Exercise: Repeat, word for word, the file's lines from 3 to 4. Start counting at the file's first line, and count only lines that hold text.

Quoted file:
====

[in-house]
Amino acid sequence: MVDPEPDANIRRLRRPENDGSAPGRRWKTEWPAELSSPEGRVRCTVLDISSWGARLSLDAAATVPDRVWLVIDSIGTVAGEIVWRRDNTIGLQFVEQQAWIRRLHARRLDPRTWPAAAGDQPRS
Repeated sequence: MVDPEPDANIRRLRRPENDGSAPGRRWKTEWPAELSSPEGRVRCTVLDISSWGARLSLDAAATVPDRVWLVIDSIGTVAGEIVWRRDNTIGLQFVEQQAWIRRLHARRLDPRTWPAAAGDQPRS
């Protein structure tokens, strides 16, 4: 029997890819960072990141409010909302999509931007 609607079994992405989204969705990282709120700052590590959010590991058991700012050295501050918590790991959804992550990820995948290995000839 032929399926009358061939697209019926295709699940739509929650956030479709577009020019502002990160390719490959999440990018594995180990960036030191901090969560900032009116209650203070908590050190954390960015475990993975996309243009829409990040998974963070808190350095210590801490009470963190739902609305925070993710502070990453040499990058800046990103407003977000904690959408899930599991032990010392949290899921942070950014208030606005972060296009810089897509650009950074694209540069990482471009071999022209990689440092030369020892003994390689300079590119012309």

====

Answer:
Repeated sequence: MVDPEPDANIRRLRRPENDGSAPGRRWKTEWPAELSSPEGRVRCTVLDISSWGARLSLDAAATVPDRVWLVIDSIGTVAGEIVWRRDNTIGLQFVEQQAWIRRLHARRLDPRTWPAAAGDQPRS
């Protein structure tokens, strides 16, 4: 029997890819960072990141409010909302999509931007 609607079994992405989204969705990282709120700052590590959010590991058991700012050295501050918590790991959804992550990820995948290995000839 032929399926009358061939697209019926295709699940739509929650956030479709577009020019502002990160390719490959999440990018594995180990960036030191901090969560900032009116209650203070908590050190954390960015475990993975996309243009829409990040998974963070808190350095210590801490009470963190739902609305925070993710502070990453040499990058800046990103407003977000904690959408899930599991032990010392949290899921942070950014208030606005972060296009810089897509650009950074694209540069990482471009071999022209990689440092030369020892003994390689300079590119012309």